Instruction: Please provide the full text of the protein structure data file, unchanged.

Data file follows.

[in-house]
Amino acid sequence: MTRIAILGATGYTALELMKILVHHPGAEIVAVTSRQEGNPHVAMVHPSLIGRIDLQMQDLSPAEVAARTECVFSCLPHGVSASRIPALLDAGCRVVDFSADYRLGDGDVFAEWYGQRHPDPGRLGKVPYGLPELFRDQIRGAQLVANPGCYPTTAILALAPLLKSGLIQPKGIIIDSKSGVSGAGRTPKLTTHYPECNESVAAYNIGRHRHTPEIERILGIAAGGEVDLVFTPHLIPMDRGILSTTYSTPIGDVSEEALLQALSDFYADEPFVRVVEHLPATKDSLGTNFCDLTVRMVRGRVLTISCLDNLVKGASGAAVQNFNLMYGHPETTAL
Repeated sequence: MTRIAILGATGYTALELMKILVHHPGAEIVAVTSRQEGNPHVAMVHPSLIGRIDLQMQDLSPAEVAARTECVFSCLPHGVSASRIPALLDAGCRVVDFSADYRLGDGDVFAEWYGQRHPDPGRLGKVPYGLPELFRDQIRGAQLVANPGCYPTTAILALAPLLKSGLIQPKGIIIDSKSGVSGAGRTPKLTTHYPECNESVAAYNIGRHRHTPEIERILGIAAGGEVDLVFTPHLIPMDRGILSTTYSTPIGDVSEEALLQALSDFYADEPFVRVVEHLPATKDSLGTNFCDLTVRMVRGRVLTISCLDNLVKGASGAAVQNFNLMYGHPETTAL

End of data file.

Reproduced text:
[in-house]
Amino acid sequence: MTRIAILGATGYTALELMKILVHHPGAEIVAVTSRQEGNPHVAMVHPSLIGRIDLQMQDLSPAEVAARTECVFSCLPHGVSASRIPALLDAGCRVVDFSADYRLGDGDVFAEWYGQRHPDPGRLGKVPYGLPELFRDQIRGAQLVANPGCYPTTAILALAPLLKSGLIQPKGIIIDSKSGVSGAGRTPKLTTHYPECNESVAAYNIGRHRHTPEIERILGIAAGGEVDLVFTPHLIPMDRGILSTTYSTPIGDVSEEALLQALSDFYADEPFVRVVEHLPATKDSLGTNFCDLTVRMVRGRVLTISCLDNLVKGASGAAVQNFNLMYGHPETTAL
Repeated sequence: MTRIAILGATGYTALELMKILVHHPGAEIVAVTSRQEGNPHVAMVHPSLIGRIDLQMQDLSPAEVAARTECVFSCLPHGVSASRIPALLDAGCRVVDFSADYRLGDGDVFAEWYGQRHPDPGRLGKVPYGLPELFRDQIRGAQLVANPGCYPTTAILALAPLLKSGLIQPKGIIIDSKSGVSGAGRTPKLTTHYPECNESVAAYNIGRHRHTPEIERILGIAAGGEVDLVFTPHLIPMDRGILSTTYSTPIGDVSEEALLQALSDFYADEPFVRVVEHLPATKDSLGTNFCDLTVRMVRGRVLTISCLDNLVKGASGAAVQNFNLMYGHPETTAL